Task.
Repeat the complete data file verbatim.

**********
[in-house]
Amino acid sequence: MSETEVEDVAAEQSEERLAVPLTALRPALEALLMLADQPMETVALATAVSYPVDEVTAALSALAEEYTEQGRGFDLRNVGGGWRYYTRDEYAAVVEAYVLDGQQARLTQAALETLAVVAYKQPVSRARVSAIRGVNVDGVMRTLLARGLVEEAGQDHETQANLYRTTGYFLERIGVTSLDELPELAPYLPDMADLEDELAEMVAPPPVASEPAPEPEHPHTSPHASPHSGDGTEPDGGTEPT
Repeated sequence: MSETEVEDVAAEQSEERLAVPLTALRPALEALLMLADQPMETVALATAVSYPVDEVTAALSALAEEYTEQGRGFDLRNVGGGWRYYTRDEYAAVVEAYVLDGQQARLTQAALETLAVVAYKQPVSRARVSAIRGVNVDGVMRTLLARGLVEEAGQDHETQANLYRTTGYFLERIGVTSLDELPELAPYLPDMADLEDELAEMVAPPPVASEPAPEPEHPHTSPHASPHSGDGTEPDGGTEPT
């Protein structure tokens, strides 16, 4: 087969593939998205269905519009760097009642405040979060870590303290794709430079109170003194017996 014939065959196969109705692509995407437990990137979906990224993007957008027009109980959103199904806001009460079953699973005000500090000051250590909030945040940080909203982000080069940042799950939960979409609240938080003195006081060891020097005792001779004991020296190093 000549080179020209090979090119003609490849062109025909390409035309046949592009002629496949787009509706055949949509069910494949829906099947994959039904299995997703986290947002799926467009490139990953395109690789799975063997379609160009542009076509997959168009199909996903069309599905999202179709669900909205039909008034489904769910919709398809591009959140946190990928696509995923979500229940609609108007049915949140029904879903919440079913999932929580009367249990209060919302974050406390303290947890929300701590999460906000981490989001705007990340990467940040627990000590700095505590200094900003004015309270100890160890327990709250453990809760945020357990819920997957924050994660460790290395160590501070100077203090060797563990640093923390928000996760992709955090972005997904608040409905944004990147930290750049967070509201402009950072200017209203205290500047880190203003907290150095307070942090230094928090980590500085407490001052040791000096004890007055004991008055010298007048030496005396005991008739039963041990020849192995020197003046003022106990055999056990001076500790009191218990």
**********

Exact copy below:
[in-house]
Amino acid sequence: MSETEVEDVAAEQSEERLAVPLTALRPALEALLMLADQPMETVALATAVSYPVDEVTAALSALAEEYTEQGRGFDLRNVGGGWRYYTRDEYAAVVEAYVLDGQQARLTQAALETLAVVAYKQPVSRARVSAIRGVNVDGVMRTLLARGLVEEAGQDHETQANLYRTTGYFLERIGVTSLDELPELAPYLPDMADLEDELAEMVAPPPVASEPAPEPEHPHTSPHASPHSGDGTEPDGGTEPT
Repeated sequence: MSETEVEDVAAEQSEERLAVPLTALRPALEALLMLADQPMETVALATAVSYPVDEVTAALSALAEEYTEQGRGFDLRNVGGGWRYYTRDEYAAVVEAYVLDGQQARLTQAALETLAVVAYKQPVSRARVSAIRGVNVDGVMRTLLARGLVEEAGQDHETQANLYRTTGYFLERIGVTSLDELPELAPYLPDMADLEDELAEMVAPPPVASEPAPEPEHPHTSPHASPHSGDGTEPDGGTEPT
């Protein structure tokens, strides 16, 4: 087969593939998205269905519009760097009642405040979060870590303290794709430079109170003194017996 014939065959196969109705692509995407437990990137979906990224993007957008027009109980959103199904806001009460079953699973005000500090000051250590909030945040940080909203982000080069940042799950939960979409609240938080003195006081060891020097005792001779004991020296190093 000549080179020209090979090119003609490849062109025909390409035309046949592009002629496949787009509706055949949509069910494949829906099947994959039904299995997703986290947002799926467009490139990953395109690789799975063997379609160009542009076509997959168009199909996903069309599905999202179709669900909205039909008034489904769910919709398809591009959140946190990928696509995923979500229940609609108007049915949140029904879903919440079913999932929580009367249990209060919302974050406390303290947890929300701590999460906000981490989001705007990340990467940040627990000590700095505590200094900003004015309270100890160890327990709250453990809760945020357990819920997957924050994660460790290395160590501070100077203090060797563990640093923390928000996760992709955090972005997904608040409905944004990147930290750049967070509201402009950072200017209203205290500047880190203003907290150095307070942090230094928090980590500085407490001052040791000096004890007055004991008055010298007048030496005396005991008739039963041990020849192995020197003046003022106990055999056990001076500790009191218990």